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|Subject: Eduard Gufeld, Chess Grandmaster and Writer|
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Date Posted: September 27, 2002 1:41:26 EDT
Eduard Y. Gufeld, a chess grandmaster and prolific chess writer who coached many Russian players, including the former women's world champion Maya Chiburdanidze, died on Monday in Los Angeles. He was 66 and had lived in Los Angeles since 1995.
Mr. Gufeld's death, at Cedars-Sinai Medical Center, occurred two weeks after a stroke, said Dr. Anthony Saidy, an international master and a friend.
By the standards of the Soviet Union, Mr. Gufeld was only a moderately successful chess player. His best finish in the Soviet Championship was a tie for seventh place in 1963.
Still, Mr. Gufeld was among the few Soviet grandmasters allowed to travel freely outside the Soviet Union in the 1970's and 1980's, a privilege usually reserved for the best players.
There were rumors that Mr. Gufeld was permitted such freedom because he was working with or for the Soviet secret police, but friends and people who met him on his travels discounted that.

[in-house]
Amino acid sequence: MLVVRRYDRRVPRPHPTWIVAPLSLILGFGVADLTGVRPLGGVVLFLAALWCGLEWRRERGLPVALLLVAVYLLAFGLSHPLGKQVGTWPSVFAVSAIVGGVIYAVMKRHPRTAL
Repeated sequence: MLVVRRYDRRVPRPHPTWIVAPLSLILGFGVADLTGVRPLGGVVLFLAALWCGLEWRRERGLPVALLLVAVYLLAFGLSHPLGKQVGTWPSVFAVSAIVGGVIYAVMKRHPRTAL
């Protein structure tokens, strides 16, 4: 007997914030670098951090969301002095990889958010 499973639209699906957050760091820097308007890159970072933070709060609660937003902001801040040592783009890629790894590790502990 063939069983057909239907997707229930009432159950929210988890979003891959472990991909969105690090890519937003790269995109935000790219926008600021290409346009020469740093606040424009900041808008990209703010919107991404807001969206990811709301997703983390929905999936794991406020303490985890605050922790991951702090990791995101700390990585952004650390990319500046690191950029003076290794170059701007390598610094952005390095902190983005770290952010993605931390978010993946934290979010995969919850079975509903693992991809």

"He was the good-will ambassador for Russian chess," Dr. Saidy said.
A large man with an engaging personality, Mr. Gufeld had a childlike obsession with chess, friends said. When he lost, he often threw tantrums and even cried.
He wrote more than 80 books, including an autobiography, "My Life in Chess" (Inside Chess Enterprises, 1994).
Some reviewers said he sacrificed quality for quantity, reusing material from book to book.
Eduard Yefimovich Gufeld was born on March 19, 1936, in Kiev, Ukraine. He became a grandmaster in 1967. In the 70's and 80's, he trained the Soviet teams that dominated the Chess Olympiads.
He is survived by his mother, Eva Yulievna Novak, and his sister, Lydia Valdman, who moved to Los Angeles with him.
He was married to a Georgian woman and had a stepson. Dr. Saidy said that Mr. Gufeld had had no contact with his wife and stepson for many years and that he did not know whether Mr. Gufeld was still married.
Mr. Gufeld summed up his feelings about chess by saying: "For me, chess is life, and every game is like a new life. Every chess player gets to live many lives in one lifetime."
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